What is 'Satchelism'? Jesus' message for women

Picture by Beci Culley
Cast off the detritus, the cultural expectations, and start thriving with Christ!

Why is it that women walk around with satchels full of stuff weighing them down? I know I did for a very long time. Too long. And I’m not just talking about all the magazines, books, makeup, chewing gum and surfeit crap that accumulates in the bottom of your bag, which physically weighs you down and symbolically represent repression in feminist circles, but the less tangible but more important emotional weight of worldly woes – disappointments, mistakes, shortcomings, hurtful words; guilt, shame, hopelessness, apathy.

It’s not a terribly liberated way to live life, nor is, as I believe, God’s intention for us. While we will no doubt experience testing times and hardships and all the pitfalls of being human, we are not meant to be sad sacks, walking around under the weight of the world, as if there were no alternative option to the cynicism, despondence and desperation often connected to just Being A Woman. Oh, no.

We have a choice.

Through Christ, God wants to lift us from the burden of sin, shame and unworthiness, those issues born of The Fall – and not unique to women, but felt all the more wholeheartedly because of how man (being institutions, the church) has crippled women to take the brunt of the burden of Eden, and because we are inherently emotional beings, looking to validation through man as if paying an eternal penance for Eve – and wielded for man’s purpose for thousands of years to keep women in a place of subordination and distance from God.

Women, I feel, in the quest for control and to put things right before God, distance themselves from their femininity, more particularly the femininity God intended for us (not weak and submissive, but powerful and productive), and who God intended them to be.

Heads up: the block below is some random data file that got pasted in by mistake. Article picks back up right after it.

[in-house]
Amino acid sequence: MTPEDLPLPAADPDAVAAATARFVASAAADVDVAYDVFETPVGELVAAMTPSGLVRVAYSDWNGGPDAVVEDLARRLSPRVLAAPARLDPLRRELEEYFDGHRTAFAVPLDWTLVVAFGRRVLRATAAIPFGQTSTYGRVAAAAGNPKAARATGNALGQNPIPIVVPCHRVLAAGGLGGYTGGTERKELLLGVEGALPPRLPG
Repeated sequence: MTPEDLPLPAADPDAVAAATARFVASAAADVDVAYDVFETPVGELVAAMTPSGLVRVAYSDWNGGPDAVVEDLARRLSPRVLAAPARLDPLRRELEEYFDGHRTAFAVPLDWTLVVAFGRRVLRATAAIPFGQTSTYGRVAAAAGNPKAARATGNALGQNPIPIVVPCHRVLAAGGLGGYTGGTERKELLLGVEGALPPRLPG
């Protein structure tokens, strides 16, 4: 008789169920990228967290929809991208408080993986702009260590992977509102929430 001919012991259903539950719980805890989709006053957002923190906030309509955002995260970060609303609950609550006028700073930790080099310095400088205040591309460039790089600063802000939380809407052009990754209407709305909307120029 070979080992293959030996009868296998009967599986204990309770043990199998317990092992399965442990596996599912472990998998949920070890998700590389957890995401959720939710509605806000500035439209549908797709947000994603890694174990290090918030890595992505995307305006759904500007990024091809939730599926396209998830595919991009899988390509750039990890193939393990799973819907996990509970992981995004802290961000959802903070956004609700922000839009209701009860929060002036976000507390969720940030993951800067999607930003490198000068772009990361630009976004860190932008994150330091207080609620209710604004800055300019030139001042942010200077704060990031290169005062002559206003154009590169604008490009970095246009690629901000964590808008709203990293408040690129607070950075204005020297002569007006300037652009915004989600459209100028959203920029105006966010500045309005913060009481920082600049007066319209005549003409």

But there’s hope!

Knowing full well our human tendency towards sin and its commensurate feelings of negativity, Jesus came, “so that they may have life, and have it to the full.” Are all called to be liberated from their sin? No, just those “called according to his purpose.” When you accept Christ, you accept that he died for your sins, and you MOVE ON. You put off your cross (unload your satchel) and take up his, repacking your satchel with those things worthy of a life of God’s goodness: “For we are his workmanship, created in Christ Jesus to good works, which God has before ordained that we should walk in them,” encouraged Paul to the Ephesians (2:10).

The Israelites, those Old Testament types trying to do right in God’s sight but getting snared by sin and unbelief time and time again, tried it and failed miserably, landing themselves in the desert for 40-odd years. “You come to the help of those who gladly do right, who remember your ways,” said Isaiah (64:5). “But when we continued to sin against them, you were angry. How then can we be saved?”

We ladies, even we Christian women, struggle to believe that a man so great as Jesus might liberate us (and the feminists amongst us rail against the idea that a man has such power over us, dismissing his gift of love in favour of their own brand of being; well, you know what, God came as a man, perhaps because of the culture of the time, which did accept that man had more authority to speak publicly about such issues).